Ten Thousand Hours

A Report by Aly Mulconnery

Ten thousand hours. That’s 416.667 days. 600,000 minutes. That is how much time any successful person clocks in practicing at their sport, talent, or career, before they make it big. This is the rule outlined in Malcolm Gladwell’s book Outliers. The question is, are you willing to put in that much time to reach your dream? And if you are, how far along are you? Ten thousand hours is a lot of time to remain completely focused on one thing.  You could spend 10,000 hours perfecting your backhand or Symphony No. 8 in D major. You could spend 10,000 hours entering codes late into the night or writing 1,667 words a day. Now for a driven and dedicated individual this does not seem like much. In fact, for many people who have been working towards their dream since they were children this is easily done. Some of us are well on our way to reaching this tipping point and falling onto the easy slope to success. However, what do we miss in 10,000 hours?

We miss birthdays. We miss anniversaries. We miss going to Disney World for a family reunion. I remember writing my mom a letter when I was six years old in my chicken scratch handwriting. It read, “Mommy, I’d give up my horse for you to stop traveling. I just want my mommy home”. Now that was a big deal being put on the table from a horse-crazed girl like me. My mom asked her boss to cut down her travel hours the next week and we soon found ourselves moving to Austin, Texas from California so my mom could stay home. The moral of the story is that even for a successful businesswoman who put off family for many years to establish her career, reality sometimes strikes. There are important things outside of our careers and more relatable for many of us, outside of school. What happens when this begins to happen to even younger generations?

The Perfect Balance

Our school in particular is filled with talented individuals both inside and outside the classroom. We are all blessed with not just extraordinary abilities, but with true passion to use our gifts. And while many blow it off as completely normal, fretting over an A- as if it were an F is not normal. That is passion, if not a tad obsessive. This remarkability is what makes people outliers and allows them to reach such high levels of success in their fields, but what do they lose along the way? It is impossible to be completely focused and driven towards one goal and not lose sight of other things such as family, friends, and fun. Without these our health can begin to sink too, and soon enough we find ourselves wishing we had done things differently.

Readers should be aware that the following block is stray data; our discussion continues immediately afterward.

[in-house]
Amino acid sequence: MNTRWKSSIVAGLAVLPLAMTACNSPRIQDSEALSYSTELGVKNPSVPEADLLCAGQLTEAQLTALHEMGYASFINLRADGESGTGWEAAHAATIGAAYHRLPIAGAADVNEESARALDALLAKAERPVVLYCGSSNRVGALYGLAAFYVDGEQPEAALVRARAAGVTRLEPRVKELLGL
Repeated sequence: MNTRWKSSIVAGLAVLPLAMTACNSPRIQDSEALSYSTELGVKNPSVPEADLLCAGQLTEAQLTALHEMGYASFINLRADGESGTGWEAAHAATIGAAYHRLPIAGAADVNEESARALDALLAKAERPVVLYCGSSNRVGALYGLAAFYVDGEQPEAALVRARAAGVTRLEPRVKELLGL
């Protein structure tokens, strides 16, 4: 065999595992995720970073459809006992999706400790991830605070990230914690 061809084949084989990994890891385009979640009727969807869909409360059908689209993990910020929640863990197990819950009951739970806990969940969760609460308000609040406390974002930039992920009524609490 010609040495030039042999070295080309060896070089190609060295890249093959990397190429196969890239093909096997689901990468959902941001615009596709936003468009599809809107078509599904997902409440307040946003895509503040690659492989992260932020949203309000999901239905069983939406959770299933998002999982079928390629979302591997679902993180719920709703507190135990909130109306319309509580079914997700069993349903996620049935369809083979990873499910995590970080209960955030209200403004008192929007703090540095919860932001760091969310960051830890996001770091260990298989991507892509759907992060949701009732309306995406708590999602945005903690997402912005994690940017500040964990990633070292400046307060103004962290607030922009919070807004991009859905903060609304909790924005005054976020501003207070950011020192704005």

“The Top Five Regrets of the Dying: A Life Transformed by the Dearly Departing” by Bonnie Ware lists these as being the number one things people regret not doing on their dying days:

  1. I wish I’d had the courage to live a life true to myself, not the life others expected of me.
  2. I wish I hadn’t worked so hard.
  3. I wish I’d had the courage to express my feelings.
  4. I wish I had stayed in touch with my friends.
  5. I wish that I had let myself be happier.

While reading “How Will You Measure Life?” by Clayton M. Christensen, a renowned professor at Harvard as well as the leading thinker on innovation, I began seeing these five regrets unfolding in the stories told about some of his classmates who had lost multiple wives as well as family members, and he had even been arrested years after graduating from Harvard with promising futures. And even scarier, I began seeing them unfold in my own future. While I believe that everyone should pursue their dreams with the utmost passion and focus they can muster and let nothing stop them, there is a time that everyone must stop, look around, and evaluate if this is really what their dream was in the beginning. Because at the root of all of this, don’t our dreams stem from the desire to be happy and to make a difference? Did I want to make straight A’s throughout my education? Well, yes. Do I want to be the CEO of a Fortune 500 company? Well, yes. Do I want to come home to an empty home every night? Did I want to lose touch with all my family and friends? Well, no. As cliché as it is, there is a balance to everything in life and while life is about taking risks and making sacrifices to achieve your dreams, life is also about weighing the costs and gains. I encourage you to expand your dreams to include your personal dreams, which includes what you do outside of the practice fields or outside of the office. Go forth with no regrets and pursue your well-being as strongly as you pursue that A.

Image Credit: Pintilie, Daniel. Life Work. Digital image. Instant Shift. N.p., 29 May 2012. Web. 12 Nov. 2012.

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